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In the familiar book of Theory of Computation by M. Sipser, the author proved that for endmarked context-free languages, the set of languages having a LR(k) grammar for a predefined $k \in \mathbb{N}$ (denoted as LR(k) languages) is the set of deterministic context-free languages (denoted as DCFL).

My question is also about the relation of those two sets, but in the broader field of all context-free languages. Specifically, are LR(k) languages and DCFLs equivalent? And, in which book can I find a proof?

For now, I just have some surrounding facts as followed. Also in the book, the author proved that LR(0) languages strictly belong to DCFLs, and LR(k) languages belong to DCFLs for all $k \in \mathbb{N} \setminus \{0\}$. In addition, it's obvious that LR(a) languages belong to LR(b) languages for all $0 \le a < b$. Recently, I've got an unchecked fact from here: LR(1) languages and DCFLs are equivalent.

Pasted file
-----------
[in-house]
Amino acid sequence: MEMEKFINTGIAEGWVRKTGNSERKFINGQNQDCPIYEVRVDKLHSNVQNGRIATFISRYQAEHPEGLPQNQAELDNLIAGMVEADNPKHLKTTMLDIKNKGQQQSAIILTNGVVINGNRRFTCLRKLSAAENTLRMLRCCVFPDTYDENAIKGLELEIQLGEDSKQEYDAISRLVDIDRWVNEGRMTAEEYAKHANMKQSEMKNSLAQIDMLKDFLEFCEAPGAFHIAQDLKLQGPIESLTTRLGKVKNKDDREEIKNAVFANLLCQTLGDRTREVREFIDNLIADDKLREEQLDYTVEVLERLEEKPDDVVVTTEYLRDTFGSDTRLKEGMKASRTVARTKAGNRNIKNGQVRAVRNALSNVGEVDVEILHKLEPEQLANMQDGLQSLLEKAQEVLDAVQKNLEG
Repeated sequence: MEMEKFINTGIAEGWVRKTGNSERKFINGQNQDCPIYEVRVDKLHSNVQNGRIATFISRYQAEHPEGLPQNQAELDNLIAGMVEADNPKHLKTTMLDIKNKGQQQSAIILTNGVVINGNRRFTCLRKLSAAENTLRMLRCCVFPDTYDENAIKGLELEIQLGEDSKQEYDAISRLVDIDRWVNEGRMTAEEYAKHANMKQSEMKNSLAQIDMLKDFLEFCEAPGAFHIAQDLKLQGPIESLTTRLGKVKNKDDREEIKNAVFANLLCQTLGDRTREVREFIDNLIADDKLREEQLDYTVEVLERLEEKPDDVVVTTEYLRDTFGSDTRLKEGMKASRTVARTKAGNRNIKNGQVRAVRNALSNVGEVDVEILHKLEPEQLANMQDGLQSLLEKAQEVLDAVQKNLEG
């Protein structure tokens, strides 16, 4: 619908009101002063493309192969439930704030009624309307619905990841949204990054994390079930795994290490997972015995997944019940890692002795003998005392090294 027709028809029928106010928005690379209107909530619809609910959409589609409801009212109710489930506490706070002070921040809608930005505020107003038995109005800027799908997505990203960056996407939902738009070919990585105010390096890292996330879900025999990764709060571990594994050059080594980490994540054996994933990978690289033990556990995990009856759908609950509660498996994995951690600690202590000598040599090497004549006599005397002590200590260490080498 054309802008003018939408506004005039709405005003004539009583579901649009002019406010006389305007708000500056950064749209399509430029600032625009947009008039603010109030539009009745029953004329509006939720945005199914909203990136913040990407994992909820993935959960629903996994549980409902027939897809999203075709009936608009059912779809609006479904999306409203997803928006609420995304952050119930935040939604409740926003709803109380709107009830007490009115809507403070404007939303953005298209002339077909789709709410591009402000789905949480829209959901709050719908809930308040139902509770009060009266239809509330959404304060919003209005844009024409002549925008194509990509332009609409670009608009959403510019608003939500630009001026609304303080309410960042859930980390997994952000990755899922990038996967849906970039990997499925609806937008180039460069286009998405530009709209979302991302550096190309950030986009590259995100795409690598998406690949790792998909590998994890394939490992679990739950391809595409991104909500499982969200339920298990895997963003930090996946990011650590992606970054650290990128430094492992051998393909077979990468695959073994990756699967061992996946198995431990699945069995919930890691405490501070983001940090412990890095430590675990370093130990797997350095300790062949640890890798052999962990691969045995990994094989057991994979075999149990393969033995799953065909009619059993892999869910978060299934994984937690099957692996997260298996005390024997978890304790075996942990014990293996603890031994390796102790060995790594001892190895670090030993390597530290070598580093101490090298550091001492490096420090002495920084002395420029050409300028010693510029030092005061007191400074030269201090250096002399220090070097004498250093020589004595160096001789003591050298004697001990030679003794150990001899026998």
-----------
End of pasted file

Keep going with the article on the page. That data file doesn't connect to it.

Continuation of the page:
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    $\begingroup$ This question resp. its answer may be interesting for you. $\endgroup$ – Raphael Oct 17 '16 at 12:51
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According to Wikipedia:

  • For every fixed $k \geq 1$: A language has an LR($k$) grammar iff it is DCFL.
  • A language has an LR(0) grammar iff it is DCFL and has the prefix property (no word is a prefix of another word).

The first property is proved in Knuth's original paper, in Section V on page 628.

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